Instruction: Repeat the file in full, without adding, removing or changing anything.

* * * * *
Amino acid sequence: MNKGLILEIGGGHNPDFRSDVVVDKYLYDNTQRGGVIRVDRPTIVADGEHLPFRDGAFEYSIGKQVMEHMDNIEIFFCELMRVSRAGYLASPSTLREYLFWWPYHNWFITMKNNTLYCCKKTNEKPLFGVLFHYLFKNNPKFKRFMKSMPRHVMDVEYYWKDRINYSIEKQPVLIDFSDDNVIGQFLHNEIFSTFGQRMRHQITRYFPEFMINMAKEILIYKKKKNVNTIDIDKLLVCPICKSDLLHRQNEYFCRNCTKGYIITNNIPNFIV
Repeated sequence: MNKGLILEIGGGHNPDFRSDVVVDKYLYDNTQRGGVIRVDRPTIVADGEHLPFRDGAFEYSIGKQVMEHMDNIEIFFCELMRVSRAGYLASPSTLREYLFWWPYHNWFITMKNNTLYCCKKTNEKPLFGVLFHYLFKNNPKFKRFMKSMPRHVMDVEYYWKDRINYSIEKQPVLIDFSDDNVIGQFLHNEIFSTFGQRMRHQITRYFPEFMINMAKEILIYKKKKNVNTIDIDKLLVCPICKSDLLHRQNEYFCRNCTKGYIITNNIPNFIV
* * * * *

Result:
Amino acid sequence: MNKGLILEIGGGHNPDFRSDVVVDKYLYDNTQRGGVIRVDRPTIVADGEHLPFRDGAFEYSIGKQVMEHMDNIEIFFCELMRVSRAGYLASPSTLREYLFWWPYHNWFITMKNNTLYCCKKTNEKPLFGVLFHYLFKNNPKFKRFMKSMPRHVMDVEYYWKDRINYSIEKQPVLIDFSDDNVIGQFLHNEIFSTFGQRMRHQITRYFPEFMINMAKEILIYKKKKNVNTIDIDKLLVCPICKSDLLHRQNEYFCRNCTKGYIITNNIPNFIV
Repeated sequence: MNKGLILEIGGGHNPDFRSDVVVDKYLYDNTQRGGVIRVDRPTIVADGEHLPFRDGAFEYSIGKQVMEHMDNIEIFFCELMRVSRAGYLASPSTLREYLFWWPYHNWFITMKNNTLYCCKKTNEKPLFGVLFHYLFKNNPKFKRFMKSMPRHVMDVEYYWKDRINYSIEKQPVLIDFSDDNVIGQFLHNEIFSTFGQRMRHQITRYFPEFMINMAKEILIYKKKKNVNTIDIDKLLVCPICKSDLLHRQNEYFCRNCTKGYIITNNIPNFIV